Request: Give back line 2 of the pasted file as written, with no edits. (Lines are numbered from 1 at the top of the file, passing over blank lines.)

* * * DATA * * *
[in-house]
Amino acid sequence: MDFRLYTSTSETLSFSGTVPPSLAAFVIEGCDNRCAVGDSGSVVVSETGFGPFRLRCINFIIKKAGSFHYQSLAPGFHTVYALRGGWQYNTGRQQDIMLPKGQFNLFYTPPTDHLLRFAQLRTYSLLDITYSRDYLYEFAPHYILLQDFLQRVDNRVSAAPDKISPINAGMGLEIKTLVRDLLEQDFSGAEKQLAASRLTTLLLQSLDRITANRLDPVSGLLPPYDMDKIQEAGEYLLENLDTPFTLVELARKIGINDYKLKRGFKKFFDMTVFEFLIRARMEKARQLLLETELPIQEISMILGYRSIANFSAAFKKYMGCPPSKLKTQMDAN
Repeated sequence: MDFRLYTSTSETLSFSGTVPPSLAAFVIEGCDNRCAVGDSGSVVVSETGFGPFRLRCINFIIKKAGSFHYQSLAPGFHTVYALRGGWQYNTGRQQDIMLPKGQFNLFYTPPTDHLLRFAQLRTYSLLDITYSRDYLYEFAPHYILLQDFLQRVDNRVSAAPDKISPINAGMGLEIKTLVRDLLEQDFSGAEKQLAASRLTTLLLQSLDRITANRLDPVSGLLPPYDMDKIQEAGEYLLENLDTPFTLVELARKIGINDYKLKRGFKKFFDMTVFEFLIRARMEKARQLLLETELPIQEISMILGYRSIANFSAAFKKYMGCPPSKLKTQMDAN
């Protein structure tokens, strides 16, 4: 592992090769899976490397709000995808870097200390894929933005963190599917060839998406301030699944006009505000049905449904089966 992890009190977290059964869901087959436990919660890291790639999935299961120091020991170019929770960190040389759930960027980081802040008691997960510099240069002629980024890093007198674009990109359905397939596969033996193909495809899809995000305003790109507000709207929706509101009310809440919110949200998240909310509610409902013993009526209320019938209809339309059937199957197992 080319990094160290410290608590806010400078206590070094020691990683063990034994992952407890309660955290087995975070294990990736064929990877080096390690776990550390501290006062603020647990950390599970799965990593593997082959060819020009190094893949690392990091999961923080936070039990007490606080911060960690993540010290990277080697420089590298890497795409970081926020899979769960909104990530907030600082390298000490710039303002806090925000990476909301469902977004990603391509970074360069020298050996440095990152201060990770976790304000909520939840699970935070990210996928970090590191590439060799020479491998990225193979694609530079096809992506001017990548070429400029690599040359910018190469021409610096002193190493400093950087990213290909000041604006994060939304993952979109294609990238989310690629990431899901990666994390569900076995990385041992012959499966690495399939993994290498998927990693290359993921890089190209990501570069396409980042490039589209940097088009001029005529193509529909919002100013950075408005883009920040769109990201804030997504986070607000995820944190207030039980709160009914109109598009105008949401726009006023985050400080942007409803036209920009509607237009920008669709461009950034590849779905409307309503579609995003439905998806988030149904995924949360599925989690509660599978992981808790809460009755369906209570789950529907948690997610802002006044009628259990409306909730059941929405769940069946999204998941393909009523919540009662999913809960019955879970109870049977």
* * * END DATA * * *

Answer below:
Amino acid sequence: MDFRLYTSTSETLSFSGTVPPSLAAFVIEGCDNRCAVGDSGSVVVSETGFGPFRLRCINFIIKKAGSFHYQSLAPGFHTVYALRGGWQYNTGRQQDIMLPKGQFNLFYTPPTDHLLRFAQLRTYSLLDITYSRDYLYEFAPHYILLQDFLQRVDNRVSAAPDKISPINAGMGLEIKTLVRDLLEQDFSGAEKQLAASRLTTLLLQSLDRITANRLDPVSGLLPPYDMDKIQEAGEYLLENLDTPFTLVELARKIGINDYKLKRGFKKFFDMTVFEFLIRARMEKARQLLLETELPIQEISMILGYRSIANFSAAFKKYMGCPPSKLKTQMDAN